4 benefits to applying focus in your music

As with so many creative tasks, focusing on making music can be a difficult, distraction-plagued process. But learning to devote your focus to creating and performing can pay huge dividends. Here, we look at four benefits you’ll experience from applying focus to your music.

Guest post by Patrick McGuire of the ReverbNation Blog

Anyone who’s been holed up in a music studio with the mission of writing a new album knows how hard it can be to focus on the task at hand. Distractions come in all shapes and sizes, whether it’s a smartphone notification, pet, bandmate, or our own internal boredom or impulsivity. To get the most of your life as a music-maker, you’ll have to learn to devote deep focus when you create or perform music. Here are four huge benefits you’ll experience when you apply focus to your music:

Makes it easier to finish things

Coming up with an amazing idea only to never be able to transform it into a completed song is a scenario every songwriter can relate to. If you find yourself running into this problem again and again, your lack of focus could be the reason why. Deep focus allows you to do the hard work necessary to finish songs and albums. It gives you the energy and clarity you need to take whatever steps you need to wrap up a complicated project. When you strip everything away, it’s all about the creative choices you make that shift a vague musical idea into a finished product. To make these decisions, you’ll need an unwavering focus. 

Unleashes your true creative potential

When your mind and intentions are all over the place, it’s impossible to reach your creative potential as a music-maker. We often wonder why we can’t find inspiration for our music when it’s actually a constant part of our lives but we’re too distracted to notice. Your music will thrive if you devote direct, uninhibited attention to it. You’ll learn things about yourself and the way you create that you never recognized before, and you’ll be infinitely more productive and satisfied. It might be hard to wrap your mind around this, but many of us let distractions get in the way of our work as songwriters because we’re actually afraid that our best just isn’t good enough. Focusing purely on your work when you write strips everything away and forces you to confront this and other flawed notions. It’s hard work, but it’s so worth it.

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Puts your goals within reach

A lack of focus in your music career will make it so much harder to reach your goals than it has to be. If you don’t apply focus towards writing songs, booking shows, and promoting your music, life will always get in the way of what you want. To focus, you need discipline in your life. Discipline is the act of saying yes to one thing and no to everything else. Focusing on your music requires putting anything off that might distract you while you work: checking email, playing with your pets, talking with your romantic partner, etc. These things will have to wait while you do the hard work of focusing on your music. When we go out of our way to prioritize music, everything from songwriting to booking shows becomes easier, more natural, and rewarding.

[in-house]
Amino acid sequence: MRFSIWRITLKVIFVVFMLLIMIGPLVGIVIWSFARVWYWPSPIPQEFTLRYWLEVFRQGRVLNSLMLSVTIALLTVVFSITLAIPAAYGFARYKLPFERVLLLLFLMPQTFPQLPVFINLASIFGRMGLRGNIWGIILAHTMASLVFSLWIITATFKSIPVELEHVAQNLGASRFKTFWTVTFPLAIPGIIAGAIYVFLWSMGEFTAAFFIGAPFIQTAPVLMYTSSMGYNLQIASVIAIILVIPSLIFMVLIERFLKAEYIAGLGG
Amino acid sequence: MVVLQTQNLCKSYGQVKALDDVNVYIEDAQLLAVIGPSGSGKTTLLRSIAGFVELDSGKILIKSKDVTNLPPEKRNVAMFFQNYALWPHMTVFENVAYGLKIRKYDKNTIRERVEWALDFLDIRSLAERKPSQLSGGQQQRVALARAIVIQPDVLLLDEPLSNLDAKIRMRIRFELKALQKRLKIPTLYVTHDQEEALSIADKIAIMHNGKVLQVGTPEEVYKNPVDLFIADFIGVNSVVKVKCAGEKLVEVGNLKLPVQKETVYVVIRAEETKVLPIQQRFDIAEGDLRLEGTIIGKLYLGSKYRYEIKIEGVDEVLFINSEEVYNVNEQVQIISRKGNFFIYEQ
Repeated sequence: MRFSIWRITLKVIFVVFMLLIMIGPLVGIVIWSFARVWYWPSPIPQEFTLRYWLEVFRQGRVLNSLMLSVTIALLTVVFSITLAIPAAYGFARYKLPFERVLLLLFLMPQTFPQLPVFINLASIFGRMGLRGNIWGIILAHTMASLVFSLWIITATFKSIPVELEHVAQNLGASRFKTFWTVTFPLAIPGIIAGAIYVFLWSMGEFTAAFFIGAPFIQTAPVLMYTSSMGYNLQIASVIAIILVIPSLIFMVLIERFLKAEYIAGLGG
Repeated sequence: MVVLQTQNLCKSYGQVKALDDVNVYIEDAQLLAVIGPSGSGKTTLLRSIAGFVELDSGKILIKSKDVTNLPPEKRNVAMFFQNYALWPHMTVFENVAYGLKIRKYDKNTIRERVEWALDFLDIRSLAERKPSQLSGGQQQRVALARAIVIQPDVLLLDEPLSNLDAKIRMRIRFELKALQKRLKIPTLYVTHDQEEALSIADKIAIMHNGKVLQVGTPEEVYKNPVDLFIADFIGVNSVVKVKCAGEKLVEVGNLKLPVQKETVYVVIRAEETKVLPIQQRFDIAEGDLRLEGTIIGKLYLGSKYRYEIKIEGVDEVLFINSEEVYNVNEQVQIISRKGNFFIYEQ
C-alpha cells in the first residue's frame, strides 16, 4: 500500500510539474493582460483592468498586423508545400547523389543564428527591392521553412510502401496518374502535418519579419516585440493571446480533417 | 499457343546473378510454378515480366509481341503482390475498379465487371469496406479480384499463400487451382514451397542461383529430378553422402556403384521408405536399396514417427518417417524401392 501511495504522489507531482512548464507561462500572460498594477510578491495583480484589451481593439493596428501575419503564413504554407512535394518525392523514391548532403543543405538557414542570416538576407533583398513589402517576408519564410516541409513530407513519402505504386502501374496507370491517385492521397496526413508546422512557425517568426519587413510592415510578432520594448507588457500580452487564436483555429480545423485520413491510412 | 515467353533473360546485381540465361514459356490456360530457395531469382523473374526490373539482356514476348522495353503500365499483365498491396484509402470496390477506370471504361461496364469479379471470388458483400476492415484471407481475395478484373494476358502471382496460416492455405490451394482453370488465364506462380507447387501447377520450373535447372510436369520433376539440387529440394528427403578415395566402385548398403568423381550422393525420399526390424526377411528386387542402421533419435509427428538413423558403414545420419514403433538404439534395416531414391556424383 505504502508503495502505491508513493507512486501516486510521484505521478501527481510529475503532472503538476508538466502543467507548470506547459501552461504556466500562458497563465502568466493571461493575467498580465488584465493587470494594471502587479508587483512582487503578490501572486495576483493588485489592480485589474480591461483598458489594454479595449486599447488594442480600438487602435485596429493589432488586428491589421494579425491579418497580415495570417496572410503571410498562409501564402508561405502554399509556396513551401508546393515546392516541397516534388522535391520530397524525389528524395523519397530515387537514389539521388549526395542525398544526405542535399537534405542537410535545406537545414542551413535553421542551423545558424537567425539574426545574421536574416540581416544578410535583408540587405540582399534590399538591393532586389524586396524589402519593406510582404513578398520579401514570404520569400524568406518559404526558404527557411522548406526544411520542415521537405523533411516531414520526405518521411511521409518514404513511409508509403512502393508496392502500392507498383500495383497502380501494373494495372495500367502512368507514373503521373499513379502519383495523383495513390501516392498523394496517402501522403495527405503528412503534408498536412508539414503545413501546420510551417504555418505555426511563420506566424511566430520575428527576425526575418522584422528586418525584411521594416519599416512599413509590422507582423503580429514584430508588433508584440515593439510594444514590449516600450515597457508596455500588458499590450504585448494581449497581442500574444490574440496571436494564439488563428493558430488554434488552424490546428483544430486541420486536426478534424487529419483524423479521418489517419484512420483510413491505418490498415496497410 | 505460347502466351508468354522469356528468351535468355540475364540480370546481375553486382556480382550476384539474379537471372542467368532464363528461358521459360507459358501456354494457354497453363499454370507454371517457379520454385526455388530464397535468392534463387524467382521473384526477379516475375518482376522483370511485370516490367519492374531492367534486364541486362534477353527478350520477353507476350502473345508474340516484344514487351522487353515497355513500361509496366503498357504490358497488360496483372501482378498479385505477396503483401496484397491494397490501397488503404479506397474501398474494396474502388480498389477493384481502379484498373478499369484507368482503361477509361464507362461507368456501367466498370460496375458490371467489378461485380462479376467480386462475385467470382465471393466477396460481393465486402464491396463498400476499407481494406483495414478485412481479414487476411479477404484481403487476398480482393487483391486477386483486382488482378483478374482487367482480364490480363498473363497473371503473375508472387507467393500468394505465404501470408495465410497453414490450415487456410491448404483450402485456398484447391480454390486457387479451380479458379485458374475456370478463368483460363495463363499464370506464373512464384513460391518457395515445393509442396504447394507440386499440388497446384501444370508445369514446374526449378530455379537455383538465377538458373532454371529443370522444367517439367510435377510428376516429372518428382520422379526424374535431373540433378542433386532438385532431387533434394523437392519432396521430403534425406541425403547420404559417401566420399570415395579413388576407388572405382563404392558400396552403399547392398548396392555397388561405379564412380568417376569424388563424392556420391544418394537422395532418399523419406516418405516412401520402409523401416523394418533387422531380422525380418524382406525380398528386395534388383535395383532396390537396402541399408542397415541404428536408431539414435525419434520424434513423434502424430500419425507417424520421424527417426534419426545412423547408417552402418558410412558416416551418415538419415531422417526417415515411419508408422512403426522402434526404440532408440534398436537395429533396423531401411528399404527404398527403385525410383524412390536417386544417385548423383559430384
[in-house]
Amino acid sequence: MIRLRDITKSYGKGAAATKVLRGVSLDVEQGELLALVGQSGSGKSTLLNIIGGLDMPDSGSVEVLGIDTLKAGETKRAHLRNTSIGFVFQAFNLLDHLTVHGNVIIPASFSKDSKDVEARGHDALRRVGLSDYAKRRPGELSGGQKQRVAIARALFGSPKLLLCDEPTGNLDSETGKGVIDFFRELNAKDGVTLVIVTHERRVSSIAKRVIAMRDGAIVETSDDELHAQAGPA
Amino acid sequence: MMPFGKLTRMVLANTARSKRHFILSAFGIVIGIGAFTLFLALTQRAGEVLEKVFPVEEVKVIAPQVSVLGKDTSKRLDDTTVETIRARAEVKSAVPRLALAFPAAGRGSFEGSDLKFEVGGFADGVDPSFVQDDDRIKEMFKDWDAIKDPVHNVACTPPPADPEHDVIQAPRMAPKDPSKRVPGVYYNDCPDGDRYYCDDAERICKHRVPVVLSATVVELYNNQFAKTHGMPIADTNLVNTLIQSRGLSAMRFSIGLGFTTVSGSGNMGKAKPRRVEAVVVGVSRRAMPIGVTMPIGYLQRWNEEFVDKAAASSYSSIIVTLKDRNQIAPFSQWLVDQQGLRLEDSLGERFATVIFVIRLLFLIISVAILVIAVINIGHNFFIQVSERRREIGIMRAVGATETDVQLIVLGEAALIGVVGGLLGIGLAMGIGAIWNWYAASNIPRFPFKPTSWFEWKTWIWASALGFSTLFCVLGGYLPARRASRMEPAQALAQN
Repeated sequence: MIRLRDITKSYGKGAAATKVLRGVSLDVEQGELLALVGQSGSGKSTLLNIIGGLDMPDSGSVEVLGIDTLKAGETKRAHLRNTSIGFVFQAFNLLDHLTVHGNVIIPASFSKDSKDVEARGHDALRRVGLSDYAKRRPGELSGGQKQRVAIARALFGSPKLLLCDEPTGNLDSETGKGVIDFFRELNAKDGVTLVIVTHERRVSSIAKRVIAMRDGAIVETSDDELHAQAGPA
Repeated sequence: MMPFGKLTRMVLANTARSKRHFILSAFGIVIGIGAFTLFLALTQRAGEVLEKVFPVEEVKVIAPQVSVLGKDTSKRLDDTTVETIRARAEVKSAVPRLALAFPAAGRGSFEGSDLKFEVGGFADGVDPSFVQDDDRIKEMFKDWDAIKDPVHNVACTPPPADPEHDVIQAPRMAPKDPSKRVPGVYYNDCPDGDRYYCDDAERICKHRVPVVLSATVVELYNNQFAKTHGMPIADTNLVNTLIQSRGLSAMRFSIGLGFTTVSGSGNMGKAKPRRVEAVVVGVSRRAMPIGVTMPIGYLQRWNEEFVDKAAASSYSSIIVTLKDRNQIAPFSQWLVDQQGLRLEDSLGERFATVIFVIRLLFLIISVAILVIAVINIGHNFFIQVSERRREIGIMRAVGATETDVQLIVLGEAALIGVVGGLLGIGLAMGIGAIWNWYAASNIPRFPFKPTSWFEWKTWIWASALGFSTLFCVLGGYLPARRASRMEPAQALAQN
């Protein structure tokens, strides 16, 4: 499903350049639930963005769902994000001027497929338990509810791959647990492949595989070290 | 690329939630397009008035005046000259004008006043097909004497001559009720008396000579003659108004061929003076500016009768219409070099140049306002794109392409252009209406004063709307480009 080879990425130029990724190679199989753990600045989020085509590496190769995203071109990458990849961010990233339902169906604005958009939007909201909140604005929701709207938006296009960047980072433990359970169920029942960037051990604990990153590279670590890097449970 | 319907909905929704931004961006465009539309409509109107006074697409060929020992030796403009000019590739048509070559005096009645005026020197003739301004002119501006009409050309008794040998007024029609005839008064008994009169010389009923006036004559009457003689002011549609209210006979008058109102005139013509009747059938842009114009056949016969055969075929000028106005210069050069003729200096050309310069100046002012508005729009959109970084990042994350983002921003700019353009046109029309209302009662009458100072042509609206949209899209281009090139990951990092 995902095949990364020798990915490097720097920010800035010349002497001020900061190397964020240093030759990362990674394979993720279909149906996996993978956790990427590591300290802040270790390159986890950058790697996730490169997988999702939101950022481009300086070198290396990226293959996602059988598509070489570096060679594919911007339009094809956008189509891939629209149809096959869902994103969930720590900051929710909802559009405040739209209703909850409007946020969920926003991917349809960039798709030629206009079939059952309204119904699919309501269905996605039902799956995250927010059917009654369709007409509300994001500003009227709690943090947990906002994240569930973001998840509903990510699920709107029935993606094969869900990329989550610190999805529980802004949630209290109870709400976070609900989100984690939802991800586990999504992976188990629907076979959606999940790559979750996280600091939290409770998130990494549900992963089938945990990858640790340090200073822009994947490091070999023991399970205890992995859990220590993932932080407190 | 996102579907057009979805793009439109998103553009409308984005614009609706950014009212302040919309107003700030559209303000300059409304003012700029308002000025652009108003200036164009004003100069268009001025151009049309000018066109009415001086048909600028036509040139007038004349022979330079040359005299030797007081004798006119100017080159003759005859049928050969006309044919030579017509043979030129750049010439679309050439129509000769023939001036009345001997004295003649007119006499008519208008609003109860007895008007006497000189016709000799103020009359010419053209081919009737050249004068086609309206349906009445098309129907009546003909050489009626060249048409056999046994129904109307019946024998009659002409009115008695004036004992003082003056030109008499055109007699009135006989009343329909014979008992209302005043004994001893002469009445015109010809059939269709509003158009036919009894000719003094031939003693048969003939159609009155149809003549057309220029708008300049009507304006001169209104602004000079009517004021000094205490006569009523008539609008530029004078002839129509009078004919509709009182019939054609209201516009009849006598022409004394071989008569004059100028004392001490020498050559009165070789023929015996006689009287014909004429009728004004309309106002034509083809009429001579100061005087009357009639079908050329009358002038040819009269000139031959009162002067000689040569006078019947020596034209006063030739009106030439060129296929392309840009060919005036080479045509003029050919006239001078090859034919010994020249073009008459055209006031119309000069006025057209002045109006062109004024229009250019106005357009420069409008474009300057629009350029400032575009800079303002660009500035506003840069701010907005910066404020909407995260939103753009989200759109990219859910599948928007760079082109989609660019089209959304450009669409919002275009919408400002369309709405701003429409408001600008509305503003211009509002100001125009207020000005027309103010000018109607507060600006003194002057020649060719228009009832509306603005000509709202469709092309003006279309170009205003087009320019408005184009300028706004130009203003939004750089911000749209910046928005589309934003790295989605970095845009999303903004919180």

Makes your songwriting practice more predictable and productive

If you’re a serious songwriter or aspire to be one, you’ll need to embrace focus as a fundamental character trait. When you think about what drives the great music you hear in the world, you probably think about stuff like inspiration, raw talent, and an artist’s lived experiences. While these factors certainly fuel great songs, the predictability within a songwriter’s writing practice makes as much or if not more of an impact, and this takes focus. Predictability here means how often someone writes, what they choose to focus on, and the conscious decision to create as frequently as possible. It doesn’t mean writing music that’s predictable or boring. Apply intentional focus to your writing practice, and you’ll write better songs more often.

Focus is just one essential trait to apply to your life as a musician alongside curiosity, discipline, and grit. It’s important to remember that adding structure and routine to your life as a musician is meant to unleash your creative potential, not limit it. If you love creating music and want to be a successful artist, focusing on your work within your daily life will absolutely make your musical life easier and more productive.

Patrick McGuire is a writer, musician, and human man. He lives nowhere in particular, creates music under the name Straight White Teeth, and has a great affinity for dogs and putting his hands in his pockets.

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